How to Use MOLLE Straps

How to Use MOLLE Straps
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Few people understand how to properly use MOLLE straps. They look simple enough and yet sometimes no matter how hard you pull on those straps, the attachment still swings or hangs too loosely if it’s heavy. 

This can be unfortunate for various reasons, and perhaps none more pressing than the possibility of losing an essential or expensive piece of gear.

MOLLE attachments and MOLLE webbings are designed to offer a very secure fit. But, you need to form a particular pattern with the straps in order to ensure that.

The good news is that you won’t have to learn anything fancy, just remember how to maximize the length of the straps.

Of course, learning where to place your MOLLE pouches is also important. You’ll soon learn that you can’t just put things anywhere and hope for the best.

Here are the necessary steps that you should take to always have an optimum pouch setup that keeps your essentials in arm’s reach and ensures nothing gets loose and lost on the road.

Attachment Points

You shouldn’t put your attachments randomly on your tactical backpack. Although the MOLLE webbing was designed to provide additional storage options, it was also designed to allow easy access to essential survival items in combat situations.

Extra ammunition, GPS device, flashlight, and even paracord are items that often go on the front of the strap. Or at the very least on the sides of the backpack.

Of course, depending on the size of the backpack and the attachments, and the number of rows of webbing, you may or may not be able to have optimal configurations. For example, you may not want to place attachments that are too large on the front of the strap if they’re only designed for one item.

The reason why pouch placement and MOLLE webbing design are both important is security. If your attachment needs three rows of webbing and you can only have two, it won’t be as secure as it should. Though the chances of it falling off are minimal, the extra sway may make it more difficult to move freely.

Using Straps

Now that you know how to look at your attachments, here’s how the straps work. You start by putting each attachment strap through the superior row of webbing. Pull on the straps until they’ve gone all the way through to secure a tight fit.

The next step is something that most people don’t know or care to use. Military personnel or those with a background in law enforcement should know this.

You have to weave the straps back into the webbing in order to ensure maximum security for the pouch.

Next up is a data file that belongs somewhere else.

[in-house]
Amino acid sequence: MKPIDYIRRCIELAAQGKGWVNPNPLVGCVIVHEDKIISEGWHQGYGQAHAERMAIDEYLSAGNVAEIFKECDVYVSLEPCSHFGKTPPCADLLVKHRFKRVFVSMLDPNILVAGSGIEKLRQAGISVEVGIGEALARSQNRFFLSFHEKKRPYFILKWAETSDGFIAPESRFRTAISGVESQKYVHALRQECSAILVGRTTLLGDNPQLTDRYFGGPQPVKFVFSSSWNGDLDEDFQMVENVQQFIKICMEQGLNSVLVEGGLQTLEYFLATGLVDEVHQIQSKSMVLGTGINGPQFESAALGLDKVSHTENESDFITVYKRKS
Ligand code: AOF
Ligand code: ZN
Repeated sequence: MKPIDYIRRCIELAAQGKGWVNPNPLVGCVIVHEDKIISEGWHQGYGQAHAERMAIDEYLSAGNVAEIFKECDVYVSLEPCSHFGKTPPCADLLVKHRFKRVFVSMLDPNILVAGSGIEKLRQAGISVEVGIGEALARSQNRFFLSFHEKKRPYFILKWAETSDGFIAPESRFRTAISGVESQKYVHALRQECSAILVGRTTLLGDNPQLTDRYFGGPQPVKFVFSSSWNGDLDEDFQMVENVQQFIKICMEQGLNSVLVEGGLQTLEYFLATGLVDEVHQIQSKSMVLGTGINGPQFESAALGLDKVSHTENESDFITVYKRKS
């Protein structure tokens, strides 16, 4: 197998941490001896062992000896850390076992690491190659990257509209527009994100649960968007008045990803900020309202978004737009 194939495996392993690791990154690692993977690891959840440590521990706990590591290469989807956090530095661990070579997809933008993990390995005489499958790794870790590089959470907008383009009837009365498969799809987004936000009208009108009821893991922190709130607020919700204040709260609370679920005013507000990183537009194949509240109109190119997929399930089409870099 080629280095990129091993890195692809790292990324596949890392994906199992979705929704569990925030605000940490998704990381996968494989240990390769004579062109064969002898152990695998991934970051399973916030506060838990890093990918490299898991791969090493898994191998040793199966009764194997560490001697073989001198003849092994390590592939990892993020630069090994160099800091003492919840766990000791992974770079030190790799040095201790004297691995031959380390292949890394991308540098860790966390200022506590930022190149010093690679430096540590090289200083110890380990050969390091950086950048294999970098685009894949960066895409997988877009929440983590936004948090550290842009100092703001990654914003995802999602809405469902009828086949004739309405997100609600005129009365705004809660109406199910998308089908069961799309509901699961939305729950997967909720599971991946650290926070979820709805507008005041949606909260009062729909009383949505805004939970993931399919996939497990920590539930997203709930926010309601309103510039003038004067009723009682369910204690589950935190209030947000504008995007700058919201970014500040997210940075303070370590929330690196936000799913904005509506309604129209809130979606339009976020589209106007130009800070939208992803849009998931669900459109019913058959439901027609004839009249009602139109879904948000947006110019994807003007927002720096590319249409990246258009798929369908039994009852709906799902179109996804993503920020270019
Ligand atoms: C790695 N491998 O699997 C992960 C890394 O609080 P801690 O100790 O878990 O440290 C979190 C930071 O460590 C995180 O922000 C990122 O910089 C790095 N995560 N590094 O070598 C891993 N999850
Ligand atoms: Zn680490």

Each strap should be interlocked through the webbing on the MOLLE attachment too if you want a tight fit and very little sway. You’ll notice that most attachments come with straps long enough for you to do this, which is why if in the past you had trouble with the additional pouches it was probably due to not using the entire length of the straps.

Final Touches

Secure the snap closures on the straps and check the tightness. Shake the accessory or even try on the backpack and see how it feels.

Perhaps the best way to notice if you’ve done it right is by looking at the tactical backpack as a whole. If a MOLLE pouch is attached properly, it should look as if it were built-in and part of the design.

Of course, this is a lot easier to do when the pouch shares the color of the backpack’s fabric. You may also check from the sides to see if you have an interlocking pattern of straps.

This procedure may take some extra time, but you only have to do it once as you won’t need to remove the pouches to clean the backpack.

You may also want to test the tightness by putting something in the pouch that’s a lot heavier than it’s designed for just to test the limits or to simulate stress conditions.

​Final Word

Even though you may not be using your tactical backpack in combat situations, it’s important that you know how to set up a MOLLE attachment properly. It is a very valuable skill, especially when dealing with sling backpacks.

Because of the diagonal positioning of the webbing on these backpacks, having an extra-tight fit is very important. Not only does it ensure that the attachments don’t come loose, you also get very little sway when running or when simply trying to maintain some balance on tricky trails.

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